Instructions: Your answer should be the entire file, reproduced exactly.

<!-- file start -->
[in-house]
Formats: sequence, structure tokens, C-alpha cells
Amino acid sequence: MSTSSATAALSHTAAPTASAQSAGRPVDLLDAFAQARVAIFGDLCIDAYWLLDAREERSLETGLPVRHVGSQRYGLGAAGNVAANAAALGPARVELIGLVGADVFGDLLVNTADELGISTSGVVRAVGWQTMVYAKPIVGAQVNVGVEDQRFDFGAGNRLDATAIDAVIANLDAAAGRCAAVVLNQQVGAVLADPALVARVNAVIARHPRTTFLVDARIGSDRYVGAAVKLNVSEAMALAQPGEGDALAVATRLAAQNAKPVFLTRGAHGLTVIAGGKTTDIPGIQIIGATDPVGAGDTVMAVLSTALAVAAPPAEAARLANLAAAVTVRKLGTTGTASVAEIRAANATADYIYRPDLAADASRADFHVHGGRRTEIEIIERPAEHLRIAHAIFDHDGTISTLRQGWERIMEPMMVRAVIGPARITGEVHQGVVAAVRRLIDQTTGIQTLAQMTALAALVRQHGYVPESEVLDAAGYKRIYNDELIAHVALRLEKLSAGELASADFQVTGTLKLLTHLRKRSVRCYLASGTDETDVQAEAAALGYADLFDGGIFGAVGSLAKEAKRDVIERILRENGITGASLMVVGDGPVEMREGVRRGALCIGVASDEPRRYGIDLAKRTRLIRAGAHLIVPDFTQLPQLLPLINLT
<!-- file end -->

[in-house]
Formats: sequence, structure tokens, C-alpha cells
Amino acid sequence: MSTSSATAALSHTAAPTASAQSAGRPVDLLDAFAQARVAIFGDLCIDAYWLLDAREERSLETGLPVRHVGSQRYGLGAAGNVAANAAALGPARVELIGLVGADVFGDLLVNTADELGISTSGVVRAVGWQTMVYAKPIVGAQVNVGVEDQRFDFGAGNRLDATAIDAVIANLDAAAGRCAAVVLNQQVGAVLADPALVARVNAVIARHPRTTFLVDARIGSDRYVGAAVKLNVSEAMALAQPGEGDALAVATRLAAQNAKPVFLTRGAHGLTVIAGGKTTDIPGIQIIGATDPVGAGDTVMAVLSTALAVAAPPAEAARLANLAAAVTVRKLGTTGTASVAEIRAANATADYIYRPDLAADASRADFHVHGGRRTEIEIIERPAEHLRIAHAIFDHDGTISTLRQGWERIMEPMMVRAVIGPARITGEVHQGVVAAVRRLIDQTTGIQTLAQMTALAALVRQHGYVPESEVLDAAGYKRIYNDELIAHVALRLEKLSAGELASADFQVTGTLKLLTHLRKRSVRCYLASGTDETDVQAEAAALGYADLFDGGIFGAVGSLAKEAKRDVIERILRENGITGASLMVVGDGPVEMREGVRRGALCIGVASDEPRRYGIDLAKRTRLIRAGAHLIVPDFTQLPQLLPLINLT